The elements of an email that show up in a recipient’s inbox before they open it. This usually includes the sender name, subject line, and pre-header text. Optimizing your inbox display increases your open rate.
An email that includes features that respond to a subscriber’s actions within the email. This could include dropdowns, videos, or popups.
Modular email design
Emails that are built with content blocks that can be rearranged as needed. Blocks can include text, buttons, graphics, and various other elements. Get tips on creating an email design system with modules.
Plain text email
An email format with no images, no HTML code elements, and no formatting such as bold and italics.
An email designed to display in the best possible format depending on the device being used to view it. Responsive design adjusts to the screen size and functionality of each device.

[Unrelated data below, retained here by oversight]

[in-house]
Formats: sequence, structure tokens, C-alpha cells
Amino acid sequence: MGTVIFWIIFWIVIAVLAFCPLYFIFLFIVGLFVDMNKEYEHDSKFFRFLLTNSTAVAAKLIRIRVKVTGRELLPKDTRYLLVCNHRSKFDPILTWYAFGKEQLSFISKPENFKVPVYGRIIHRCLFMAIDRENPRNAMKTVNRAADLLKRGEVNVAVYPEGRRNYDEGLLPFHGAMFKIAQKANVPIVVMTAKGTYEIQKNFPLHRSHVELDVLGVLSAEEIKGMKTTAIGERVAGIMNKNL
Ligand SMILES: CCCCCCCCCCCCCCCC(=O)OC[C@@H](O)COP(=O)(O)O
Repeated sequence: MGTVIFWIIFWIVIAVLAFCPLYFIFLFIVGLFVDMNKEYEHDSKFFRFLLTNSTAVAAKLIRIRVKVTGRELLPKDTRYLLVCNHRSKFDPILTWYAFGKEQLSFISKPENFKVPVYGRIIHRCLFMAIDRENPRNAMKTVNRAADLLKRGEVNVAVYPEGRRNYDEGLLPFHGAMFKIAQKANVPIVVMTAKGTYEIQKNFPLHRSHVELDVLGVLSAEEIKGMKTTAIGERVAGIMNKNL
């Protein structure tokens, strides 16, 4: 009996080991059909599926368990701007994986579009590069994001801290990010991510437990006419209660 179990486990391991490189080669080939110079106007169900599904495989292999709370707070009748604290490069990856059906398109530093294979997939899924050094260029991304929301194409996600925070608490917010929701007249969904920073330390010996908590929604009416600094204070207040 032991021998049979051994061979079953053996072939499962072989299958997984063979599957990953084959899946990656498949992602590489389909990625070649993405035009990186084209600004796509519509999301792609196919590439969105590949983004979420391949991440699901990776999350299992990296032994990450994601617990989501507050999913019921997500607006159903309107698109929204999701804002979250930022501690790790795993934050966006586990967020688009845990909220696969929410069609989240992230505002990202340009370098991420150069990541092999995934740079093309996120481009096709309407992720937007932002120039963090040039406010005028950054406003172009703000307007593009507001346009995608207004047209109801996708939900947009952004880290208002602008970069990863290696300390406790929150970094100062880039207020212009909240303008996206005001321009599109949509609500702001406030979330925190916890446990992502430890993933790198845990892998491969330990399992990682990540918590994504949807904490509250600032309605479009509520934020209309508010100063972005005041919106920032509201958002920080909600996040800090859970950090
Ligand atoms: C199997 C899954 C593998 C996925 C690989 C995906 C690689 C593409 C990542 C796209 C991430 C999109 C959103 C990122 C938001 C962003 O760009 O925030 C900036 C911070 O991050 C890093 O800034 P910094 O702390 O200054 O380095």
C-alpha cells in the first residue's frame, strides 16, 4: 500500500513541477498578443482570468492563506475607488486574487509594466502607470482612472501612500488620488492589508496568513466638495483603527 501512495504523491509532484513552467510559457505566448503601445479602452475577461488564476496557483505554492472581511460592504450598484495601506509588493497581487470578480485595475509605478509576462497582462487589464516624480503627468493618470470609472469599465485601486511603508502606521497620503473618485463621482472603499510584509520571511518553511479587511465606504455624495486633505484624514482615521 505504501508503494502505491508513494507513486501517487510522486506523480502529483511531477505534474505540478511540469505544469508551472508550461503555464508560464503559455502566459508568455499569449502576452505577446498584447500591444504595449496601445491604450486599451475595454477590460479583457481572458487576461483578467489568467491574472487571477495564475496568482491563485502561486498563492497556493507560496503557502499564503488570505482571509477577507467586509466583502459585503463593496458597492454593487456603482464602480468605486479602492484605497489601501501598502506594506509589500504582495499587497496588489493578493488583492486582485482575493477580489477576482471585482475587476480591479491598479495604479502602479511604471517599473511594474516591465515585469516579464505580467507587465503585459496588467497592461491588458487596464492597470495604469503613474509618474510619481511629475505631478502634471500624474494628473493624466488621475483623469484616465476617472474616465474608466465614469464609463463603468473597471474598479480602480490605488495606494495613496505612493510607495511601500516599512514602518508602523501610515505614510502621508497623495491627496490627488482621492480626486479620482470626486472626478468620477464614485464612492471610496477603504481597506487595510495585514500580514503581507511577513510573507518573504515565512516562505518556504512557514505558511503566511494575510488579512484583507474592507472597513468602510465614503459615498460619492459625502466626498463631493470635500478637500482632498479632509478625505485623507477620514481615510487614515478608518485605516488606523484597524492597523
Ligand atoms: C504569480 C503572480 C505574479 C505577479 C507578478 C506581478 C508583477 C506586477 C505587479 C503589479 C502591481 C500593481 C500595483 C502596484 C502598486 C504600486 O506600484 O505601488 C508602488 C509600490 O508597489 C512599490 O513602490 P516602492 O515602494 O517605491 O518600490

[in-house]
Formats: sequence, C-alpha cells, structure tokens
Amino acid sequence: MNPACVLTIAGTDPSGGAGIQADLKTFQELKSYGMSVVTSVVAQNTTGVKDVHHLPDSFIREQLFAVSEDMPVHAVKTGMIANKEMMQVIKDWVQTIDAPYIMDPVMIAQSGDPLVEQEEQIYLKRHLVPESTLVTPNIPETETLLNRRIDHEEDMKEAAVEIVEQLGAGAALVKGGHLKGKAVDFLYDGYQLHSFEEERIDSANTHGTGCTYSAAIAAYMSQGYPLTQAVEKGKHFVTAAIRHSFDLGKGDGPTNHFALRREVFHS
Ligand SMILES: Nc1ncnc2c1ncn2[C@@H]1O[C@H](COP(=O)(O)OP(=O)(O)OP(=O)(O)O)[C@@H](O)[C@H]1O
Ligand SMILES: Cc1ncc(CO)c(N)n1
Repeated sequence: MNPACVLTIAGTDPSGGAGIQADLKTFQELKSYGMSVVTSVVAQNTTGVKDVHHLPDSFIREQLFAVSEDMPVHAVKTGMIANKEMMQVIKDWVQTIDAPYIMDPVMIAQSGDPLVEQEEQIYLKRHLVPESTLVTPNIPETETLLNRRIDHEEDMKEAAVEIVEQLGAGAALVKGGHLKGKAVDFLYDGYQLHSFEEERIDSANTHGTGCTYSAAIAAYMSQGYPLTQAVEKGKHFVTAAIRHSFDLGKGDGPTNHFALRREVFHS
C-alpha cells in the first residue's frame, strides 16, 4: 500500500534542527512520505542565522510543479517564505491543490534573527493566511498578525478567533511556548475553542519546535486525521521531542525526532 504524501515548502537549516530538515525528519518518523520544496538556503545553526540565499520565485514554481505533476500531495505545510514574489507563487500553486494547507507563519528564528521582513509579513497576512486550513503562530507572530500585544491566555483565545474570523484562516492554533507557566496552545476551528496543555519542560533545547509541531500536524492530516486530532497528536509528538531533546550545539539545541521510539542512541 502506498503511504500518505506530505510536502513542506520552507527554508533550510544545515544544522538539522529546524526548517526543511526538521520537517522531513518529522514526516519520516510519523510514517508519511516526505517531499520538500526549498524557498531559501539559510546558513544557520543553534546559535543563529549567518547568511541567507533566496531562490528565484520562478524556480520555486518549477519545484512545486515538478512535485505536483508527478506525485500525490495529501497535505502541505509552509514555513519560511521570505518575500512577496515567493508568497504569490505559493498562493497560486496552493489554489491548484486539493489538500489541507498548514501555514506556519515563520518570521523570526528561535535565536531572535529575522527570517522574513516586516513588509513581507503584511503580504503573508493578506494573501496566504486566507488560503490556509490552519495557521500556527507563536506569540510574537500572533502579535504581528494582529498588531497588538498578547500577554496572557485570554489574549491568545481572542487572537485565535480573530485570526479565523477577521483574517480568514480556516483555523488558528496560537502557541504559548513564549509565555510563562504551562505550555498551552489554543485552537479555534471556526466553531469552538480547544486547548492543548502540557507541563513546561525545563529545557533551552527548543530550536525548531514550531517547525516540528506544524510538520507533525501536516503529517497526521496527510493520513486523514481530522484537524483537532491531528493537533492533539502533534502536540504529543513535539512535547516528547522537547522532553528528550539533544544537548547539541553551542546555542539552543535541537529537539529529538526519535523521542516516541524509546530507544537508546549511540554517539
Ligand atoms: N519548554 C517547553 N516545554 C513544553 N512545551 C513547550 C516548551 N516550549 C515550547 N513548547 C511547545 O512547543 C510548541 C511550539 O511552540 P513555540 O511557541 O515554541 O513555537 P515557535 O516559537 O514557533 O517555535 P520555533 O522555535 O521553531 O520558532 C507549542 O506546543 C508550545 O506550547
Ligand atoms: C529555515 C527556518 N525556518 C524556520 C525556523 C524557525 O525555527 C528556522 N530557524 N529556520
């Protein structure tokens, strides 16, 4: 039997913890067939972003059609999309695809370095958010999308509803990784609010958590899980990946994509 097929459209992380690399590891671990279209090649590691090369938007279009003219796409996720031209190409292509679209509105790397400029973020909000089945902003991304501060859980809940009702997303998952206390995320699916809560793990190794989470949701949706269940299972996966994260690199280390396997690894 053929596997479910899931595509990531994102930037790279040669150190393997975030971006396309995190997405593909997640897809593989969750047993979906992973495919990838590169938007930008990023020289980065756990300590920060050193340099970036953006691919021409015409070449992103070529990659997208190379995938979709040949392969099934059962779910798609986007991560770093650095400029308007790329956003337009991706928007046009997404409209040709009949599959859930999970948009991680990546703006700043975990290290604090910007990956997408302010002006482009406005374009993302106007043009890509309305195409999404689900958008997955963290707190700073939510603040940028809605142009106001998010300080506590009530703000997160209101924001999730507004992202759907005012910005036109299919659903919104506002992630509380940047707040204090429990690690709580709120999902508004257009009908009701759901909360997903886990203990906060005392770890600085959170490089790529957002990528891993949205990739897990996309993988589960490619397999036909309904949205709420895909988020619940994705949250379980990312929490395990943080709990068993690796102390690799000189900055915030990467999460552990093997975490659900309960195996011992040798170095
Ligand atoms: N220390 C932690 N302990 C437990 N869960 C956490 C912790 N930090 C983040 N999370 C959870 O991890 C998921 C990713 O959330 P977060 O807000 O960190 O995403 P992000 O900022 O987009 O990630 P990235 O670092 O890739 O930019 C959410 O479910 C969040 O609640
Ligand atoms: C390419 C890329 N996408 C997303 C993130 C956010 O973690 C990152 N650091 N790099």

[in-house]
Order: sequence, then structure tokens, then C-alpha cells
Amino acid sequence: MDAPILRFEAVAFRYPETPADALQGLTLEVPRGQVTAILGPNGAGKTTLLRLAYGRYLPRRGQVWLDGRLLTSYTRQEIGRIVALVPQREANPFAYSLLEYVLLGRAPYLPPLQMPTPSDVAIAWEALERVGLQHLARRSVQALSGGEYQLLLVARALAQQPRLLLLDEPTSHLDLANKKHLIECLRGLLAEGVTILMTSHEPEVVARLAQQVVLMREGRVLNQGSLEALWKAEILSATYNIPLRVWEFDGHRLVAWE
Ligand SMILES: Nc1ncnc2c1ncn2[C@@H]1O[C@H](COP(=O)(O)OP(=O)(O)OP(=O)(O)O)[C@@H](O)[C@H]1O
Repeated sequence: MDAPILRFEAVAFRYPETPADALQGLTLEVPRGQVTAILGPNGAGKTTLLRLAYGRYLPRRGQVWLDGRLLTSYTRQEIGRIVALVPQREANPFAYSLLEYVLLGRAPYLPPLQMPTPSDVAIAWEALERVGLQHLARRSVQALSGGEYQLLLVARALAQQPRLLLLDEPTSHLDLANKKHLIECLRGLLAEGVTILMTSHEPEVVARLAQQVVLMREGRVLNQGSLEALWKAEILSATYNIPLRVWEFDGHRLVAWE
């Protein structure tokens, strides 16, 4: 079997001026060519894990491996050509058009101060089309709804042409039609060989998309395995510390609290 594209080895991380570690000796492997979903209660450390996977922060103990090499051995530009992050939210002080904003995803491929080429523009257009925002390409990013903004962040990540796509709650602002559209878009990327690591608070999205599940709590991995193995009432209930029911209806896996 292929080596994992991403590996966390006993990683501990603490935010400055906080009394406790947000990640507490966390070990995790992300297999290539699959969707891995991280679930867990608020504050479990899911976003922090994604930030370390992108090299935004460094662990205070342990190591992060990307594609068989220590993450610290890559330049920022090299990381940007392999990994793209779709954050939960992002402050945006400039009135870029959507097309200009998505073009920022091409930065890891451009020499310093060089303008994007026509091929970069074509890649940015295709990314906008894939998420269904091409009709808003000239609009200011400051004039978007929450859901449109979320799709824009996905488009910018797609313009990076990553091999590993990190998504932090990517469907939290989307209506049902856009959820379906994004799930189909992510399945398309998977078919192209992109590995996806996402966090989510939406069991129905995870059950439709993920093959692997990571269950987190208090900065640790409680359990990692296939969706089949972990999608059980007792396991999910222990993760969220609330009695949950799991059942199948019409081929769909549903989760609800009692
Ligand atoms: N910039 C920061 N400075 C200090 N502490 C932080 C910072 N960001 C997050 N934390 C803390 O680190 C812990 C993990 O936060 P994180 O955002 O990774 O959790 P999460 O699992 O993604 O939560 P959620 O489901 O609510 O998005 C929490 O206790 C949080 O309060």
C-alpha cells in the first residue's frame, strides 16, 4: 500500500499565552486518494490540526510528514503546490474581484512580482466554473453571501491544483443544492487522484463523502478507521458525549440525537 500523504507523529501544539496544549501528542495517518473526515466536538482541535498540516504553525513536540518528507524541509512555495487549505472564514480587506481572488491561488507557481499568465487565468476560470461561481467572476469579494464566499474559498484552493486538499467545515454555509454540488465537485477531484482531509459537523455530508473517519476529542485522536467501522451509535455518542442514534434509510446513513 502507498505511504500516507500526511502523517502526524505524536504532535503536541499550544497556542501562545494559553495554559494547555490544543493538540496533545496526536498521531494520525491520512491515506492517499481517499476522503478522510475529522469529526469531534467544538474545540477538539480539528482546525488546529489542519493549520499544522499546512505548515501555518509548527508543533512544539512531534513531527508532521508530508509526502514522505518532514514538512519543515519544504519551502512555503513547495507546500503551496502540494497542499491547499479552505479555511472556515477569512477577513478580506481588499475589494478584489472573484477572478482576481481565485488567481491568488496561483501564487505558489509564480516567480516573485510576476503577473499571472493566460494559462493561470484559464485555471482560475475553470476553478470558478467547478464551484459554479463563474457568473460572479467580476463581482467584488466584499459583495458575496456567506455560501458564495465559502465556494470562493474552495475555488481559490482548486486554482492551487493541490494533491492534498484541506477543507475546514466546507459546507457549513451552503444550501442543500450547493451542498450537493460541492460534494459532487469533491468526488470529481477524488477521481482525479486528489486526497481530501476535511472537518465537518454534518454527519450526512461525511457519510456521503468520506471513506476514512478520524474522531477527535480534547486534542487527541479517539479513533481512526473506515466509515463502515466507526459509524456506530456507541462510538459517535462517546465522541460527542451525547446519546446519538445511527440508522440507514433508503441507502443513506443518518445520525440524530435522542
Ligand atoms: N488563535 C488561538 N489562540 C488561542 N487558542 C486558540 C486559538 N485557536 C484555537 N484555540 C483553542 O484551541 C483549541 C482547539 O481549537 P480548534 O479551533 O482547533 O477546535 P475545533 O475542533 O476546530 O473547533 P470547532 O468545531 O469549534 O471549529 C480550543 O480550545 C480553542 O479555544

A pre-designed email structure that includes core design elements, headers, and footers, and that a sender can fill in with text, messaging, and design elements specific to their campaign and company. Templates speed up the email creation process and ensure consistent branding. See how to test your templates.
The ratio of text characters to image characters. Image characters are counted based on the HTML code that represents the image and is unaffected by the size of the image. A text-to-image ratio that was too low used to increase the risk of being flagged as spam, but this may not be as big of a risk today.
Fonts that are uploaded from a server and are not pre-loaded onto a device or platform. Using web fonts increases your ability to be creative and stand out. But not all web fonts are supported in all email clients or devices, which is why font stacks with fallbacks must be incorporated alongside them. Learn how to use web fonts and font stacks.
Any email editing platform that shows you how the email will look to your recipients, as you create the email. What you see in the email editor is what your contacts will see when they receive it, and you don’t need to know HTML to use it. Most email service providers employ WYSIWYG editors.
Email development terms
Text that describes an image or other graphic and must be added to the code when you create an email. If an image doesn’t render for any reason, the alt text will appear in its place. Screen readers can read alt text so people with vision impairments can understand the nature of the image.